Moth Invaders?
The Rapture of the Bees?

Moth Pheromone Lures

I just read the comment seeking information on moth pheromone lures to control light brown apple moths in home orchards (see previous post, with comment). I haven't checked to see if the right lures are available in California, though Peaceful Valley would be a good place to look. However, it has been my understanding that these lures work best in a larger planting. In just a few trees, the lures will confuse a few male moths, leaving nearby females unfertilized, but females ready to lay eggs are likely to just fly in from the next yard. In larger orchards, they even recommend putting the lures not only throughout the orchard, but also outside the margins of the orchard all around, so that nearby moths won't be fertilized.

The CDFA is using traps to monitor for the moths, I think that have some pheromone in them and catch the moths on a sticky surface. This is a good idea of you want to know if they are around, and IF you can identify what you have caught. In Australia, grape growers use a homemade trap to catch insects and see what they have. They use (cheap) port wine, in a 10% solution, in a container that is about 6 inches wide and 8 inches deep. They put a wire mesh with half-inch holes in it over the container to keep the birds out. Then they inspect it at least twice a week, so that freshly caught moths may still be floating, so easier to count and identify. Again, both of these kinds of traps are for monitoring, rather than control, but we are in the monitoring phase right now, for the most part. And both traps depend on your being able to recognize the insect--or take it to a County Agricultural Commissioner who can.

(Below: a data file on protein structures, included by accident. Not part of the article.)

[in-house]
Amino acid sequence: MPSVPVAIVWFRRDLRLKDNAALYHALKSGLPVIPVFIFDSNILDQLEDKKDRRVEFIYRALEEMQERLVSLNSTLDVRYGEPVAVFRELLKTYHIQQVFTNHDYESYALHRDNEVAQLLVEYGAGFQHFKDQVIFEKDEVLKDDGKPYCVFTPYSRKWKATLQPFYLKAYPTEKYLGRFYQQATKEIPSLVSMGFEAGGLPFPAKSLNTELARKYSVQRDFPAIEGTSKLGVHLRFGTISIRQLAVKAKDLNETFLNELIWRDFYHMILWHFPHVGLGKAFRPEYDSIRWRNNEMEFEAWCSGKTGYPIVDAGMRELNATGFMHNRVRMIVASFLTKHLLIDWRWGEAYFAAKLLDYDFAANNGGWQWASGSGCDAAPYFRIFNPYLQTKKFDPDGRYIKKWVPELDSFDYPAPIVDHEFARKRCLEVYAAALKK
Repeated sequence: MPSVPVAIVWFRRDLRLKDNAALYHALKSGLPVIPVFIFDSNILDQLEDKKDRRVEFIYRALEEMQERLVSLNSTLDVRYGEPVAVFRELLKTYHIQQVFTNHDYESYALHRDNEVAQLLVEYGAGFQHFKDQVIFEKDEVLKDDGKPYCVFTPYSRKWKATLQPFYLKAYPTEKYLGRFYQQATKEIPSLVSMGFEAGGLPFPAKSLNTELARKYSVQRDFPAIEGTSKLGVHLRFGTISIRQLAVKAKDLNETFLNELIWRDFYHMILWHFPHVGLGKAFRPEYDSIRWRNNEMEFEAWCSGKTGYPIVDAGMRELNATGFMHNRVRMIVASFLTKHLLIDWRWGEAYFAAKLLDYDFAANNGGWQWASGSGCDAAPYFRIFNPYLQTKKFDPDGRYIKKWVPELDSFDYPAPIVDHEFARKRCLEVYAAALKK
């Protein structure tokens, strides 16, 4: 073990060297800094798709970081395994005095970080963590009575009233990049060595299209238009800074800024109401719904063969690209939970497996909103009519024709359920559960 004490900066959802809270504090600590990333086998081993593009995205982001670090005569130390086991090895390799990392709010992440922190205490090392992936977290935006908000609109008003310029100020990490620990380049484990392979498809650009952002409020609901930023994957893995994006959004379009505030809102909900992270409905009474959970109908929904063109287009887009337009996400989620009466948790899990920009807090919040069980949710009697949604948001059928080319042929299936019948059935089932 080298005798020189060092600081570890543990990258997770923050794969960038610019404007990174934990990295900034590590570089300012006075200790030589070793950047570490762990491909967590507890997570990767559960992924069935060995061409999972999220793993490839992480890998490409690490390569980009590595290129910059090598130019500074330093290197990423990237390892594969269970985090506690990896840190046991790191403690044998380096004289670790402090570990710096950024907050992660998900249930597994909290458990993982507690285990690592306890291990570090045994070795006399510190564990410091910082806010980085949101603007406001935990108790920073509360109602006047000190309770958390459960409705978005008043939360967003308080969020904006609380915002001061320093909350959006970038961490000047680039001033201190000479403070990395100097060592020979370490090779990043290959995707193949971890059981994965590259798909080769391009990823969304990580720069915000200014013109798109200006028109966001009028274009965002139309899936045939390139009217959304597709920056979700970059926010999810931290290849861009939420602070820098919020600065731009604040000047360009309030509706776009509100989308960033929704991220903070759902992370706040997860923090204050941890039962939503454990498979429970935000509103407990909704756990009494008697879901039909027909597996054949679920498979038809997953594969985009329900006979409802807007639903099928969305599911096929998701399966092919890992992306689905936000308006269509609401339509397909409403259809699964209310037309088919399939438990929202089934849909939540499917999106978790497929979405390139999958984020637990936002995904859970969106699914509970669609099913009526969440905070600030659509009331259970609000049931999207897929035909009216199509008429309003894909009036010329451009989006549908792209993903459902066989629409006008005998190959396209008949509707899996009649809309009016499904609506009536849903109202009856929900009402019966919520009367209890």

What you are more likely to see than adults is the yellow green caterpillar with a brown head, and some webbing around young leaves, and maybe involving the young fruits. They say the caterpillars are more common low on the tree, which is good, since that is where you are most likely to be looking. If think you see one, you can bag or bottle it up, with some of the plant, and consult your local ag commissioner.

As I say, very few of these moths are being spotted so far, so noticing them is probably more important than combating them. You are far likelier to have damage from ordinary pests, such as codling moth, than this still quite rare moth.

If you want to do something to decrease the likelihood of damage to backyard trees, thin your fruit properly, since the critter is more damaging when it is able to web several fruits together, and pick up fallen fruit.


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